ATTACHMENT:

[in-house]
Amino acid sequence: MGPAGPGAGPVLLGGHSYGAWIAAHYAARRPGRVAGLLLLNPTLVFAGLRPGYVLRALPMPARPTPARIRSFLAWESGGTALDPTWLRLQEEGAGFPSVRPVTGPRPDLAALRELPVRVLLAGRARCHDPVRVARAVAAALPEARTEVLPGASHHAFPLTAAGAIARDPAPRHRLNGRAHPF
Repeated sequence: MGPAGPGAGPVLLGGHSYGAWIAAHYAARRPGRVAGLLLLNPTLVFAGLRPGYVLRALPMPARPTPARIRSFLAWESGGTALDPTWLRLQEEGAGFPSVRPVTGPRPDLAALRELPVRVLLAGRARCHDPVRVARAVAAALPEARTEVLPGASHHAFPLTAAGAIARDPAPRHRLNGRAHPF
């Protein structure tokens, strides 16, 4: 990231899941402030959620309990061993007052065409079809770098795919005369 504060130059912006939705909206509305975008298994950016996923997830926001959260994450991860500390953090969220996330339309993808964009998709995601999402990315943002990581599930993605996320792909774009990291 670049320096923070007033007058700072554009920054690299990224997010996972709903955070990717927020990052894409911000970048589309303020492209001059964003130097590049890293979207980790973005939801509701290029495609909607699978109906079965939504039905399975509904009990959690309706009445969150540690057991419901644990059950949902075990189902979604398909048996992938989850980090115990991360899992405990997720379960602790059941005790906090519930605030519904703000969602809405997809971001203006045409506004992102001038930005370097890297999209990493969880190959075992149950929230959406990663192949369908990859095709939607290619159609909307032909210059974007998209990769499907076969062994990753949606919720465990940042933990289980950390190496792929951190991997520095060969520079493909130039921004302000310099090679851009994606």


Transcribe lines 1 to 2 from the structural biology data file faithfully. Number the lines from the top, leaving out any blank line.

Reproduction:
[in-house]
Amino acid sequence: MGPAGPGAGPVLLGGHSYGAWIAAHYAARRPGRVAGLLLLNPTLVFAGLRPGYVLRALPMPARPTPARIRSFLAWESGGTALDPTWLRLQEEGAGFPSVRPVTGPRPDLAALRELPVRVLLAGRARCHDPVRVARAVAAALPEARTEVLPGASHHAFPLTAAGAIARDPAPRHRLNGRAHPF